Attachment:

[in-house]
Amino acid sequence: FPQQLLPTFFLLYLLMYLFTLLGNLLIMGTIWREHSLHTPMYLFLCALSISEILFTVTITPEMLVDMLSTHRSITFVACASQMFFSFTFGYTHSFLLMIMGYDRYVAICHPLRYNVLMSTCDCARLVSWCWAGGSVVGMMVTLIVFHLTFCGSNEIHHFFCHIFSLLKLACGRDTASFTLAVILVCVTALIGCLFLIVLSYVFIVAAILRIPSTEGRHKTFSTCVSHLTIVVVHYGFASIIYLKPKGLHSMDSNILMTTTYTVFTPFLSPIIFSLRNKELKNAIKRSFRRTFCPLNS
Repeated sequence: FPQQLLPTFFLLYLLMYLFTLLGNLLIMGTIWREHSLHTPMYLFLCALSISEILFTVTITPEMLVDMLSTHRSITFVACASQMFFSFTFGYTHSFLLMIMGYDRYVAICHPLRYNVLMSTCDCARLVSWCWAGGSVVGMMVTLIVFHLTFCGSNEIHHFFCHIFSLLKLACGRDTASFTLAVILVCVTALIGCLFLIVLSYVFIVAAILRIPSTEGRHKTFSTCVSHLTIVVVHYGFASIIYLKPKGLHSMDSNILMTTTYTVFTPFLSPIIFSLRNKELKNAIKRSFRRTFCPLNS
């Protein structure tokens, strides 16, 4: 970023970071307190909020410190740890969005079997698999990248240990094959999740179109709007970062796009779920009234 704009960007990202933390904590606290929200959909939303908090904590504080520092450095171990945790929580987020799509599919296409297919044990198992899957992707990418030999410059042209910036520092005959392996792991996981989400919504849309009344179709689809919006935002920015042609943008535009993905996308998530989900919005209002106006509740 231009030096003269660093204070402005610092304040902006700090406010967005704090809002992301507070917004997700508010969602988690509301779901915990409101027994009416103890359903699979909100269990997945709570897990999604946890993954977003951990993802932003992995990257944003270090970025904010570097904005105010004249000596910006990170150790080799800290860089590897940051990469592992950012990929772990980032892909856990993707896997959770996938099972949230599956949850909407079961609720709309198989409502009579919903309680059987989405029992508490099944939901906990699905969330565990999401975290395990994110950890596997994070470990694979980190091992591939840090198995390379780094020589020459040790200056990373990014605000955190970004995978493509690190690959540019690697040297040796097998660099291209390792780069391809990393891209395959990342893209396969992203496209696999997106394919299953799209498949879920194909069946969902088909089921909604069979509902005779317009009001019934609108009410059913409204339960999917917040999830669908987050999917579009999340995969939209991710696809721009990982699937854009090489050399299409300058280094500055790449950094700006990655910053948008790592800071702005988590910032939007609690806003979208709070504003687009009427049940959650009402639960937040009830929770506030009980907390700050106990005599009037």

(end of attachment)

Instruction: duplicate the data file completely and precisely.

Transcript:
[in-house]
Amino acid sequence: FPQQLLPTFFLLYLLMYLFTLLGNLLIMGTIWREHSLHTPMYLFLCALSISEILFTVTITPEMLVDMLSTHRSITFVACASQMFFSFTFGYTHSFLLMIMGYDRYVAICHPLRYNVLMSTCDCARLVSWCWAGGSVVGMMVTLIVFHLTFCGSNEIHHFFCHIFSLLKLACGRDTASFTLAVILVCVTALIGCLFLIVLSYVFIVAAILRIPSTEGRHKTFSTCVSHLTIVVVHYGFASIIYLKPKGLHSMDSNILMTTTYTVFTPFLSPIIFSLRNKELKNAIKRSFRRTFCPLNS
Repeated sequence: FPQQLLPTFFLLYLLMYLFTLLGNLLIMGTIWREHSLHTPMYLFLCALSISEILFTVTITPEMLVDMLSTHRSITFVACASQMFFSFTFGYTHSFLLMIMGYDRYVAICHPLRYNVLMSTCDCARLVSWCWAGGSVVGMMVTLIVFHLTFCGSNEIHHFFCHIFSLLKLACGRDTASFTLAVILVCVTALIGCLFLIVLSYVFIVAAILRIPSTEGRHKTFSTCVSHLTIVVVHYGFASIIYLKPKGLHSMDSNILMTTTYTVFTPFLSPIIFSLRNKELKNAIKRSFRRTFCPLNS
């Protein structure tokens, strides 16, 4: 970023970071307190909020410190740890969005079997698999990248240990094959999740179109709007970062796009779920009234 704009960007990202933390904590606290929200959909939303908090904590504080520092450095171990945790929580987020799509599919296409297919044990198992899957992707990418030999410059042209910036520092005959392996792991996981989400919504849309009344179709689809919006935002920015042609943008535009993905996308998530989900919005209002106006509740 231009030096003269660093204070402005610092304040902006700090406010967005704090809002992301507070917004997700508010969602988690509301779901915990409101027994009416103890359903699979909100269990997945709570897990999604946890993954977003951990993802932003992995990257944003270090970025904010570097904005105010004249000596910006990170150790080799800290860089590897940051990469592992950012990929772990980032892909856990993707896997959770996938099972949230599956949850909407079961609720709309198989409502009579919903309680059987989405029992508490099944939901906990699905969330565990999401975290395990994110950890596997994070470990694979980190091992591939840090198995390379780094020589020459040790200056990373990014605000955190970004995978493509690190690959540019690697040297040796097998660099291209390792780069391809990393891209395959990342893209396969992203496209696999997106394919299953799209498949879920194909069946969902088909089921909604069979509902005779317009009001019934609108009410059913409204339960999917917040999830669908987050999917579009999340995969939209991710696809721009990982699937854009090489050399299409300058280094500055790449950094700006990655910053948008790592800071702005988590910032939007609690806003979208709070504003687009009427049940959650009402639960937040009830929770506030009980907390700050106990005599009037």